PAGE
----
I think I'll do a touchy-feely artist post today. Hmm... Let me scan ConceptArt.org for something I can talk about... Ah! Here's one: "Why do you draw?" Perfect!!

So why do YOU draw? Oh right... You don't respond. But the people in ConceptArt sure do! They're a nice bunch. G A I A originally posted the question because she didn't know drawing was simply a habit or some kind of a addiction that doesn't seem as fun as she would like to believe. I have days like that.

Sebastard said:
"In the words of the immortal Nietzsche, conflict and strife (including inner conflict and personal strife) will shape a man into something better then he once was... Why do i draw and write? To eventually become one of the greatest fantasy/fiction artists/authors this world has ever seen - that simple . No telling if i'll ever achieve this goal, but i believe in setting lofty ambitions because: "Man's grasp exceeds his reach." To me, it doesn't really matter whether drawing is fun or not. Goals do not need, indeed will often not be enjoyable or fun 100% of the time - that's part of the "conflict" bit. To preservere through the times that are harsher then others and may not be as fun :p.

No, nothing is really "just" a hobby to me.

Blackspot said:
It's an itch and I need to scratch it. It gets worse if you ignore it.

Crass said:
Because I want to make my inner worlds come alive, for me and whoever else that wants to see.

 Maybe he needs to draw...

The Original [E] said:
Other then because if I don't draw and get my ideas out then my mind will overload me with ideas and I won't be able to focus on much until I get them out.

The other more important reason is, to me art and my creativity is like a muscle, you have to keep working it out and constantly give it stimulation or it will atrophy and die. Thats why I draw and paint every day for hours on hours. Have you ever known a person who used to draw and stopped because of one reason or another?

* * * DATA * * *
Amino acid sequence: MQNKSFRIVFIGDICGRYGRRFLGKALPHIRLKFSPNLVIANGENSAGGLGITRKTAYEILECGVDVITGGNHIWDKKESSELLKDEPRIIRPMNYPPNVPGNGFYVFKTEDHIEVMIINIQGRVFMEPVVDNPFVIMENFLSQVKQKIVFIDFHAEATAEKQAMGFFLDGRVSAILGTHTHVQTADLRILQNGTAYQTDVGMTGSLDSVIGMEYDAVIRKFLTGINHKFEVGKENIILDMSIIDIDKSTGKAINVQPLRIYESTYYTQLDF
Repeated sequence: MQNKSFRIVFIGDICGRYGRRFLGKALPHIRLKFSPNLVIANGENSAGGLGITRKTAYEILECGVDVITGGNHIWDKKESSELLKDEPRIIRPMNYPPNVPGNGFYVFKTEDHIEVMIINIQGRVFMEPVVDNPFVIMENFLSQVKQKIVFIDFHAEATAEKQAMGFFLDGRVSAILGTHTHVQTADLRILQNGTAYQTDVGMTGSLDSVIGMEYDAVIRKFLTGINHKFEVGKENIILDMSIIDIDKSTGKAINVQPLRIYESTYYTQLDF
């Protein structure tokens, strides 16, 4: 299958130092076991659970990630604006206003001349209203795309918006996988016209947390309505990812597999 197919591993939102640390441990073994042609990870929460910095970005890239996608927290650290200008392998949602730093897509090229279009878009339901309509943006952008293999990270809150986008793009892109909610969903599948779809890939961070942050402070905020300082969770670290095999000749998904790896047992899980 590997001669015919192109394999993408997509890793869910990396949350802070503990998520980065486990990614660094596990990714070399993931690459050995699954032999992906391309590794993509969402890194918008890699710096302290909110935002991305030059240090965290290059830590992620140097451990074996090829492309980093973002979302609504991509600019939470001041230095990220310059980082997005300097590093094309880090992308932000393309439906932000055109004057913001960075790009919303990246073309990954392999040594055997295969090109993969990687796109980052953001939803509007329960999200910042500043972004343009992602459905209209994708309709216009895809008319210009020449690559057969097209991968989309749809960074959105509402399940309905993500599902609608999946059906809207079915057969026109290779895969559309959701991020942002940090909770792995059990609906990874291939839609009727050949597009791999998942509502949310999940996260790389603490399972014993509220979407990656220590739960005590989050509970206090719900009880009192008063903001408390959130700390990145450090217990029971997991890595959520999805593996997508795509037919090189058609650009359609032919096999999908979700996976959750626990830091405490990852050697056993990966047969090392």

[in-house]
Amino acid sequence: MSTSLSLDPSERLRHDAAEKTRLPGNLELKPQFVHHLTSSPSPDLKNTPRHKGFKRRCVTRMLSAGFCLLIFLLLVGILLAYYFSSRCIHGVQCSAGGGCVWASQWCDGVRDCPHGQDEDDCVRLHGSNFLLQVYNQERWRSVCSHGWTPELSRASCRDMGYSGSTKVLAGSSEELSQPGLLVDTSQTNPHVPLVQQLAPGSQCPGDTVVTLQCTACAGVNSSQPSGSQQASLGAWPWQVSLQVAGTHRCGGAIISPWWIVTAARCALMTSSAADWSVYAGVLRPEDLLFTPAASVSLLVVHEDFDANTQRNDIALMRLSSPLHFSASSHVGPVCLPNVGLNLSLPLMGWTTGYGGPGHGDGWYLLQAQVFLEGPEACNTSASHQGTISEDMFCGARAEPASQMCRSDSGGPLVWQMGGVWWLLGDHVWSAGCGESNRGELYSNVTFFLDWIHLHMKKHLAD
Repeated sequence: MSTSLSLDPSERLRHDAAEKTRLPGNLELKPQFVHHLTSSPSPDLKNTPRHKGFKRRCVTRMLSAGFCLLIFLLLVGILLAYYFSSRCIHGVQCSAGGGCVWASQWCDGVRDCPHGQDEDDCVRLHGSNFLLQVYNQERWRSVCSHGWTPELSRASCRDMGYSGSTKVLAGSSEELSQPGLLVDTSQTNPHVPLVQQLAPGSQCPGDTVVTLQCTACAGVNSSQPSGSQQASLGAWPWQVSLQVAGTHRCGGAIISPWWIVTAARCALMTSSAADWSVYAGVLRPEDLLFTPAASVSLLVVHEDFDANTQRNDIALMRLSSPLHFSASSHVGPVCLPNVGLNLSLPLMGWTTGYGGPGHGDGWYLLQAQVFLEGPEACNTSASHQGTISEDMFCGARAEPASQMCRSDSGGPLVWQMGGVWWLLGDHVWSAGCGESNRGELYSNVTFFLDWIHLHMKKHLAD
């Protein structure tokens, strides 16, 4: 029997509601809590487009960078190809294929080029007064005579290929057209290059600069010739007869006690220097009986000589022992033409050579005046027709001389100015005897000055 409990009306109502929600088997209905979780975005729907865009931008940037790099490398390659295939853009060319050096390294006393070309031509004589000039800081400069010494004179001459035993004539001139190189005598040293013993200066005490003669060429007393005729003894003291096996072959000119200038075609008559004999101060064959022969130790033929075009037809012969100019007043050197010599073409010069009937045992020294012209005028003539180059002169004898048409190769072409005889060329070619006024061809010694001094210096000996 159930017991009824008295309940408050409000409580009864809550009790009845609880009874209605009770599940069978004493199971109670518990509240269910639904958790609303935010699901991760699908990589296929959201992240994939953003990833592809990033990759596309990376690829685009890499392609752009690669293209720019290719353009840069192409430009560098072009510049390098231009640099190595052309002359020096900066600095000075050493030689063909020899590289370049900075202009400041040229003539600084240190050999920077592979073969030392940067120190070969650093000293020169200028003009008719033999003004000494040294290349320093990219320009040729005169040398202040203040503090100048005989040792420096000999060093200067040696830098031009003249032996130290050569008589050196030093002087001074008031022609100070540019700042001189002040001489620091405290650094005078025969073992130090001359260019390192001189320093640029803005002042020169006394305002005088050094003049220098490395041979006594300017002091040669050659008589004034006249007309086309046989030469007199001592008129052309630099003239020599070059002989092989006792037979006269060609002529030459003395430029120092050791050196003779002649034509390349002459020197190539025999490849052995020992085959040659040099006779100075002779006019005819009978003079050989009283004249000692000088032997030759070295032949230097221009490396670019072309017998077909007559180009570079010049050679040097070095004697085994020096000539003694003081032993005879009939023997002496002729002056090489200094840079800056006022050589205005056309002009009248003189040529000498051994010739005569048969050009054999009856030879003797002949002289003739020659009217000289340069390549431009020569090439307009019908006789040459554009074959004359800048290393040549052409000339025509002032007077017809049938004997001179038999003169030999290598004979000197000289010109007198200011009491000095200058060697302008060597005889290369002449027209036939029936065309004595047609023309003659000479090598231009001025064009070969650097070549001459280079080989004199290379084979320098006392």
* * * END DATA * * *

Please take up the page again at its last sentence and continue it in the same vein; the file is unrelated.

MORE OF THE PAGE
FranciscoShreds then said:

I guess it's because I have the exact opposite mentality as you. I always want to draw, everything I see in life makes me want to draw, makes me want to reproduce what I see or expand upon it. Only times I feel like shit is when I don't draw and I could have. If I slept in, if I forgot my moleskine or sketchbook and I see something very interesting.

My thoughts:

Wow! Yeah! Cool! I wholeheartedly agree! Saying anything would be redundant. Maybe making a list would suffice. Okay, so it seems artists draw because:

1.) It's fun and addictive.
2.) We're all gonna die sooner or later.
3.) It's a form of escape.
4.) To capture / realize imagination. (Hmm...)
5.) Money (Eh?)
6.) Self-Improvement / Therapy.
7.) I heard this from Artgerm in Singapore - "I just want to draw something beautiful"

And as a very odd aside, I decided to embed several videos of artists and their "moleskins". (Some dating back to 2006)

This one's kinda funny.

Here's a nifty one from a real fine artist.

Buy your moleskin today and feed your art addiction!! (That's a plug right there...)


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  3. nodeerskulls Says:
  4. I think what Blackspot said is just the basic of why everyone draws - it starts with an itch that needs to be scratched, an idea that needs to materialize in some way or another; that basic itch just develops later into something more - say, an ambition (ex to be the best), a career, a hobby and so on and forth.

    I, for one, draw stuff that I love because of the 'itch' and stuff that I love less but need to practice to get better at materializing that 'itch'.

    Do I make any sense?

    I also like drawing stuff for people - I love being able to give a gift so simple that makes them so happy.

  5. nodeerskulls Says:
  6. Also, awesome Moleskines.

    I long for one too, but any regular quality paper sketchbook is pretty expensive here, let alone a Moleskine D:
    Seriously, I could buy myself lunch at school 6 days in a row for that money.

    I can only hope my allowance of this month will permit me to buy one instead of spending it on more urgent needs.

  7. ChrisK Says:
  8. The artistic itch is something that can be lost, but it can also be found. If you ever need a hand in developing it, I recommend reading Julian Cameron's "The Artist's Way". That book helped me get back on my feet.

    Moleskins are a product of excellent marketing, but you could start with cheaper alternatives. I realize starting a sketchbook like that isn't essential, but the journey to finish one from cover to cover is really something to behold.

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